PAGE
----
NEW YORK — As the father of a baby girl, Chris Rock discovered that his main job is giving her a healthy first impression of men.
If she grows up to be a stripper, he’ll know he failed.
“You got to keep her off the pole!” Rock advises at the top of his voice.
“Chris Rock: Never Scared” captures this child-care expert on stage in Washington, and unleashes it as an HBO special at 10 p.m. ET Saturday.
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The fathering material, with which Rock starts his show, arose from home life mixed with memories of “dating enough crazy women with daddy issues,” he explained earlier this week in his sparsely furnished Manhattan office.
“But it’s a joke I almost wish I didn’t do,” he sighs. “There’s SO MUCH there, I only get to skim the surface! I may have to come back to that later on.”
For the moment, Rock seizes on the public’s willingness to be distracted from the world’s burning issues by celebrity news.
“Bush sent that girl to Kobe Bryant’s room, Bush sent that little boy to Michael Jackson’s house — to get your mind off the war!”
He speaks the hilarious truth about racism, relationships, rap music. And doughnuts. Namely Krispy Kreme doughnuts, which are so deliciously addictive, he declares, “if I told you right now they had crack in it, you’d say, ‘I KNEW something was up!”’
That’s some of the material Rock had honed for months before the tour. But once on the road, “stuff happens,” he says. “I’m off Sunday for the Super Bowl. Janet (Jackson) whips out her (breast). Then I have a show Monday. I GOTTA open up with that! I just can’t ignore this thing!”
His hatched-on-deadline rant (best not reprinted here) is one of the highlights of a show fueled by Rock’s recipe of high energy, cool reflection and street smarts befitting his youth in the tough Bedford-Stuyvesant section of Brooklyn.
Rock loves standup
Now 38, he has served in the “Saturday Night Live” ensemble, starred in three prior HBO comedy specials as well as a talk-comedy series, and won those three Emmys over on that corner shelf in his office. He has appeared in a number of films, including “Head of State,” which he also directed, and written a book (”Rock This!”).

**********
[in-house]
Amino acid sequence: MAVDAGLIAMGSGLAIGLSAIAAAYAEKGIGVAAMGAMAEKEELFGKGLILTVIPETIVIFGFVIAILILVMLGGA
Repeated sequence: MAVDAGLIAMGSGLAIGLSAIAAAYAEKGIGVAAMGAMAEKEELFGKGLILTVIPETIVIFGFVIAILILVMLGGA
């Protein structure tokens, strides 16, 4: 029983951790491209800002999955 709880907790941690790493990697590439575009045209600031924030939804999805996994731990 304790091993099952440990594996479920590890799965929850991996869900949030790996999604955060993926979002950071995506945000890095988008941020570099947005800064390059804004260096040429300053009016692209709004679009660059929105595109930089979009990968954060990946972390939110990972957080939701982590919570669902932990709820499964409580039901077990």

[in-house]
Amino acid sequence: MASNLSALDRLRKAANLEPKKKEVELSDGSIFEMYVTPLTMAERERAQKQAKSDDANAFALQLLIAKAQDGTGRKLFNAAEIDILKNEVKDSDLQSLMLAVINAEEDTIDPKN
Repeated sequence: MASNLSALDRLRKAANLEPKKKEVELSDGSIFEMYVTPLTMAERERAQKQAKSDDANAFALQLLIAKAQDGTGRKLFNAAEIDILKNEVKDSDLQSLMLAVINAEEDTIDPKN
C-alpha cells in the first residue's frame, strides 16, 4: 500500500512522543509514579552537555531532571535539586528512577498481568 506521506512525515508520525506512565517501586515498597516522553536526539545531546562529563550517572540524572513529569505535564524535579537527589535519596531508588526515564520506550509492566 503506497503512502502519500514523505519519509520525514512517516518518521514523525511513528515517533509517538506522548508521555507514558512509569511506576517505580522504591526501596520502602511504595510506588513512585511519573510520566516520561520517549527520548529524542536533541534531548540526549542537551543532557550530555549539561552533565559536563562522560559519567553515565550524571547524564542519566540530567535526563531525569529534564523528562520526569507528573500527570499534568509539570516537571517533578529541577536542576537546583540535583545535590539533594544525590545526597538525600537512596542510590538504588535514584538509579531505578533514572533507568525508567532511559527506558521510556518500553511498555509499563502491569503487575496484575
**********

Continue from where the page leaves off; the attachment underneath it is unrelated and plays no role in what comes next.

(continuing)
But standup comedy is his preferred line of work, he says. “It’s what I do best, and I get to kind of work alone.”
Despite the careful crafting of his act, Rock insists the goal is simple.
“I try to make ’em laugh, and I try to give them an insight into me and whatever I care about at that particular moment. But it’s not like, ‘You need to hear this!’ A message? That’s for other people. I’m not Public Enemy. I’m not Mort Sahl.
“I try to get a lot of relationship stuff in there,” he adds, “’cause I think that’s what sells the seats. The politics (comedy) gets a lot of attention, but without the relationship stuff I’d be at Caroline’s playing to 320 people.”
Now that his tour is done, Rock is looking forward to the arrival of a second daughter next month, and to a new film with Adam Sandler starting midsummer.
More immediate: Sorting files on his two iPods. One he wants loaded just with music, the other for comedy and spoken word.
But apart from his two-iPod lifestyle, Rock doesn’t make a habit of splurging, he says.
“I live below my means, not above,” he says, “so I won’t have to be on the road for at LEAST two years” — he is stretching his mouth into that wide, emphatic Chris Rock grin — “at LLLLEAST!”
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